Red Tails is a 23 years in the making passion project from executive producer George Lucas that depicts the exploits of a group of Tuskegee Airmen in the European theater of World War II. It is a very abridged history of the group, as the film begins with the Airmen fully trained and stationed in mainland Italy. As far as I can tell, the characters in the film are only loosely based on historical persons, but we are assured the main action of the film is inspired by true events.
The Airmen in the film are commanded by Col. AJ Bullard (Terrance Howard) and Major Emanuelle Stance (Cuba Gooding Jr.), but the real stars are the four main Airmen we follow, Marty “Easy” Julian (Nate Parker), Ray “Junior” Gannon (Tristan Wilds), Samuel “Joker” George (Elijah Kelley), Joe “Lightning” Little (David Oyelowo) and their efforts during the war. Plot-wise, the film manages to hit almost all of the major World War II film clichés, including the captain struggling from alcoholism, the reckless cowboy looking for a fight, and the unseasoned newbie looking for acceptance. One would think that the first mainstream film about these heroic soldiers would have more to explore, but alas, the only insight into the Tuskegee struggle comes from some ignorant remarks made by white officers and a cocky Nazi ace. We can only assume from what we have learned in our high school history classes that the road to becoming a Tuskegee Airman was not an easy one.
While the director of Red Tails is credited as Anthony Hemingway, this feels very much like a George Lucas film. Let’s focus on the upside of this fact first, since I continue to grow weary of Lucas-bashing. Remember those dogfighting scenes in Star Wars that so effortlessly brought the limits of outer space to our own skies? As a director that has studied and utilized old WWII footage in the past, Lucas’ influence has allowed Hemingway to recreate some very visceral and masterfully choreographed dogfighting sequences in this film. Every scene in which the pilots are flying is well-executed, capturing the chaos of air combat without overwhelming the audience. He utilizes the time spent in the air to incorporate key character moments as well.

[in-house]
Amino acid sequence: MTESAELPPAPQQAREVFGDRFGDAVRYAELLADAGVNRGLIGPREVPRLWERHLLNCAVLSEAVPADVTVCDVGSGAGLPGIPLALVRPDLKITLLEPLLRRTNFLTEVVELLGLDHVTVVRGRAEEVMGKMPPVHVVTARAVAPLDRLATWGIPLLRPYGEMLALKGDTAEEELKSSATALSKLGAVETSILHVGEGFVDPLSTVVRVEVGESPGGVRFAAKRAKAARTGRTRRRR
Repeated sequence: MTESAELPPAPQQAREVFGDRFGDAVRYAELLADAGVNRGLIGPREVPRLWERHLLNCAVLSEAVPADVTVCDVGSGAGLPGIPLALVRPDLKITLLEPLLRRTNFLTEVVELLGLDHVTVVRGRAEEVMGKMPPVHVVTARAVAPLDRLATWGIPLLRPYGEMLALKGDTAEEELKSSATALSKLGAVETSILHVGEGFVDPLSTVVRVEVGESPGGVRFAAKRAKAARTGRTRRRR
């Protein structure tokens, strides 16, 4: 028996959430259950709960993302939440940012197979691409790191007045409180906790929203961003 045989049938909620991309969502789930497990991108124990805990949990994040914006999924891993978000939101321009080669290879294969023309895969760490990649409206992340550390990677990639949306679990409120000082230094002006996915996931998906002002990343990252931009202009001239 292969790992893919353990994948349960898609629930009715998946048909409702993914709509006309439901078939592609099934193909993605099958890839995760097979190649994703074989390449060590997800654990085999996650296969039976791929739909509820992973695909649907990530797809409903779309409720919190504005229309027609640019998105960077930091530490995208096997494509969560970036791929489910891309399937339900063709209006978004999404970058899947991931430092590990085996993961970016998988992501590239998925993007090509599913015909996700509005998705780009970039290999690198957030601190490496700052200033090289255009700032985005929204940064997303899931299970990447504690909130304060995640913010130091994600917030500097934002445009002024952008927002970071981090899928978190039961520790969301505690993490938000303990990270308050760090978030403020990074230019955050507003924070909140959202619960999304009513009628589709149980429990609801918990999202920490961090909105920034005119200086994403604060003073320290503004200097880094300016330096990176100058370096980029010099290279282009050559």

On the ground however, the film suffers from what I can only characterize as “TV movie” syndrome, both in the pacing and the direction. While the actors do a pretty decent job with what they are given, much of the dialogue is paced in a way more familiar to TV viewers (not surprising given Hemingway’s background, but dialogue is far from Lucas’ strength either). There are also some moments when the special effects, both in the air and on the ground, just aren’t quite up to par with what we as an audience have come to expect from mainstream war films.
Red Tails is an uneven film, that only tells half of a compelling story, but kudos to Lucas, who funded this project when so many studios said no. While it’s far from a perfect first step, I do hope enough people are compelled to show their support so we can see these courageous soldiers on the silver screen again in a slightly better film.
Red Tails opens in Philly-area theaters today.
“This is the business we’ve chosen!” Jill Malcolm and Ryan Silberstein, two self-described film aficionados, tell it like it is about the latest and greatest movies. They are Contributing editors here at Cinedelphia, writing partners, and founders of Filmhash.com.